Vigneto Montesodi Chianti Rufina Riserva 2008 – 100% Sangiovese from the 20 hectare Montesodi vineyard at an altitude of 400m. 2008 was a demanding year with a very cool and wet spring but then good weather in the second part of the season rescued the year.  At this age, the wine has high acidity and tannin but it has hardly started yet. Great concentration of red fruit and a slightly balsamic edge, plus oak notes, from two years in French oak. Very promising – try again at two year intervals for 10-20 years.

I noted above that the Marchese is very keen on his Super Tuscan, Mormoreto, and he had kindly organised a small vertical tasting of this wine, which is made from 60% Cabernet Sauvignon, 25% Merlot, 12% Cabernet Franc and 3% Petit Verdot, given the conventional ‘top wine of the estate’ treatment:

IMG_96352008 – deep, almost impenetrable, ruby; rich nose and palate of a classic red and black fruit. Somewhat reminiscent of the big wines of Bolgheri but with that excellent hallmark of Rufina, austerity, which is no doubt due to the altitude, if here only 300m. Perfectly drinkable now with robust food but will improve with years in the bottle.

2005 – with three extra years this has developed well. While 2005 was not the greatest year in Tuscany, this shows what a quality producer can do. A pronounced and beautifully clove, rich blackcurrant and cherry nose.  The fruit has softened and mellowed but the levels of tannins remain, showing that this could go on for many years more.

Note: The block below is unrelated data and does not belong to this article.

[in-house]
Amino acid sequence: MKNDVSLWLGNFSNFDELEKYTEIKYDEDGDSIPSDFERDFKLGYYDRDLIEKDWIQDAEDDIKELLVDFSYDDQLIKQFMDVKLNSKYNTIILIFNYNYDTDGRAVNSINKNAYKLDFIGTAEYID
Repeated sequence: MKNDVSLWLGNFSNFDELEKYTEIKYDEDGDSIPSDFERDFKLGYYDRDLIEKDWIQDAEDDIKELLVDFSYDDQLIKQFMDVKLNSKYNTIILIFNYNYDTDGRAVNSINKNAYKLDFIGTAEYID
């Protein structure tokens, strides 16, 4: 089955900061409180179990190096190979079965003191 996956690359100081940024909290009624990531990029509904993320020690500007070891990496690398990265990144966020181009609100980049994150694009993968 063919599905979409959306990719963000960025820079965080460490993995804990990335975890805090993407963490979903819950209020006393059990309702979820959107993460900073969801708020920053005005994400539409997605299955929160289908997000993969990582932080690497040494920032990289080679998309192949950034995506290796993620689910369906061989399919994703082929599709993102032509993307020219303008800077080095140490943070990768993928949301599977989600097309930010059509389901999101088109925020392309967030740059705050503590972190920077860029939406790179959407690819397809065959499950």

1999 – from a year with good sun in July and September, some rain in August and good day/night differences, and an early harvest date.  On the nose the fruit is no longer to the fore and has been replaced by a rich integrated nose, dense fruit on the palate, overall, refined and full of character.

The history and scale of the Frescobaldi enterprise are impressive. In addition they are impeccable hosts – and we benefitted from their hospitality which I acknowledge here.  They do produce large numbers of bottles, both on these estates and the others, mainly in Tuscany.  But alongside their advantages, there is a real commitment to quality, to the particular possibilities of their various estates, and to being a flag bearer for Tuscan wine as a whole.

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2 Responses to “Nipozzano”

  • winefriend:

    That’s tricky. You can certainly get the train to Pontassieve and then it is probably a taxi – there will be local buses but I don’t know how close thy go. It’s worth it when you get there.
    David

  • Maria:

    I am now in Italy and planning to visit Castello Di Nipozzano this week. We are staying on Florence and wanted to see if you can suggest the best way to get there by using public transport. I hope this is possible.
    Thank you
    M